The U.S. Court of Appeals for the Seventh Circuit ruled that an Illinois baking machinery manufacturer, Bakery Machinery & Fabrication Inc., is liable to a default judgment blamed on the alleged legal malpractice of its attorney, James Hinterlong of Grand Ridge, Ill. Judge William Bauer ruled that the company was still responsible for the actions of its lawyer, even if the company were kept in the dark.
In a unanimous panel decision, Judge Bauer began his analysis with the memorable line: “This case is an example of how the sins of a lawyer can be visited upon the client.” The panel detailed how the company is still liable despite what it said were failures in representation including missing court filing deadlines, skipping court dates, and failing to file electronically as required.
The company was suing Traditional Baking Inc. (a cookie baking company) over non-payment for an oven. Traditional Baking alleged in a counter-claim that the late delivery of the oven resulted in lost profits and, due to the default, the trial judge entered a default judgment of $582,000 in Traditional Baking’s favor. The company insists that it was told by its counsel that the case was going well and that his malpractice constituted an “exceptional circumstances.” Hinterlong did not have malpractice insurance and the company is currently suing him for his personal assets.
The court stated:
BMF’s beef is against Hinterlong, not the court’s ruling on the case. Deception of a client becomes the liability of the client’s attorney and not the client’s opponent. See Tolliver, 786 F.2d at 319 (“Holding the client responsible for the lawyer’s deeds ensures that both clients and lawyers take care to comply. If the lawyer’s neglect protected the client from ill consequences, neglect would become all too common.”). Since clients must be held accountable for their attorney’s actions, it does not matter where the actions fall between “mere negligence” and “gross misconduct.” See 7108 West Grand Avenue, 15 F.3d at 635. “Malpractice, gross or otherwise, may be a good reason to recover from the lawyer but does not justify prolonging litigation against the original adversary.” Id. at 633. See United States v. Di Mucci, 879 F.2d 1488, 1496 (7th Cir. 1989) (“It seems clear to us that the law in this circuit is that an attorney’s conduct must be imputed to his client in any context.”) (emphasis in original).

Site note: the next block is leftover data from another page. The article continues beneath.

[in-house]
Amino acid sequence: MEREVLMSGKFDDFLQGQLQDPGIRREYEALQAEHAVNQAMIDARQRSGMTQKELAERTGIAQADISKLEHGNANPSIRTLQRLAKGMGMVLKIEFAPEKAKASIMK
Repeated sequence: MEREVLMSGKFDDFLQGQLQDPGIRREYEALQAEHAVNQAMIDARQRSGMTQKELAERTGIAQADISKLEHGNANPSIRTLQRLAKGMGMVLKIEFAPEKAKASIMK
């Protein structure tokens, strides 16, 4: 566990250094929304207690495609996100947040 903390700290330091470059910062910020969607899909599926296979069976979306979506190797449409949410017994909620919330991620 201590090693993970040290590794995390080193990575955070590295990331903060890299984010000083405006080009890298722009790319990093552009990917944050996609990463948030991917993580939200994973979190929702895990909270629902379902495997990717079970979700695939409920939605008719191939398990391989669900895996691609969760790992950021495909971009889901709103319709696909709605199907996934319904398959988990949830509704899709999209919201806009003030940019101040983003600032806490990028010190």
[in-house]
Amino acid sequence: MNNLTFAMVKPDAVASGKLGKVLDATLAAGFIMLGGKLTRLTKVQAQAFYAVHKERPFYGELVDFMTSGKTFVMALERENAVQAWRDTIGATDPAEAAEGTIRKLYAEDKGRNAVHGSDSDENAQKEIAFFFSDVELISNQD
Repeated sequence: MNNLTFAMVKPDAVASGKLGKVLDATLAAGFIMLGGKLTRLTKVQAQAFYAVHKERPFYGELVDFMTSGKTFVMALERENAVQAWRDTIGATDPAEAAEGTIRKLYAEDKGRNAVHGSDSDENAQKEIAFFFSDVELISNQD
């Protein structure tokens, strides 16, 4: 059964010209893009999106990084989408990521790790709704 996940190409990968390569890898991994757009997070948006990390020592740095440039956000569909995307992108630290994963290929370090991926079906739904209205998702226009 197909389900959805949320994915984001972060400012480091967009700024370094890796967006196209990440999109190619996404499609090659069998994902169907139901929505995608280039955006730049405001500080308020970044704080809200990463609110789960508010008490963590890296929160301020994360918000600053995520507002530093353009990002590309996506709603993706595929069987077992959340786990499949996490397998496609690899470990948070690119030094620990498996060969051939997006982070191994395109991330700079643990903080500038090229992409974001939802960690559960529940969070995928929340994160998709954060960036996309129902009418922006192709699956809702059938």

BMF has sued its lawyer, but was unfortunately welcomed with, not surprisingly, Hinterlong’s lack of malpractice insurance. From our reading of the case, this is the “exceptional circumstance” that BMF suffers: that it cannot recover from an uninsured Hinterlong. This reason, though, does not deem the district court’s denial of the motion to vacate an abuse of discretion under Rule 60(b)(6); BMF voluntarily chose Hinterlong, without, presumably, inquiring into his insured status. See Link v. Wabash Railroad Co., 370 U.S. 626, 633-34 (1962) (“Petitioner voluntarily chose this attorney as his representative in the action, and he cannot now avoid the consequences of the acts or omissions of this freely selected agent. Any other notion would be wholly inconsistent with our system of representative litigation . . . .”).
I have mixed feelings about this ruling. This is a harsh result for the company since the company does not appear at fault here and the opinion may sweep a bit too broadly. I found the opinion to be well-written and well-based on precedent. Yet, if a client is given no information about a default or prior motions, there would seem credible claims of exceptional circumstances. The opinion does not leave much room for such recovery in future cases. The fact that this is a default puts it into a different category from cases that went to verdict where courts are particularly reluctant to force a successful litigant to retry the case. In some cases , it may be more equitable to impose costs on the company but allow the default to be lifted under new counsel.
Nevertheless, the panel viewed this case as reinforcing the discretion of the trial court in such cases and most courts would likely support this result. Ironically, the ruling reinforces the need for in-house counsel who can keep track of the performance of outside counsel. However, many companies cannot afford such redundant representational teams.
Here is the opinion: sinsofatty
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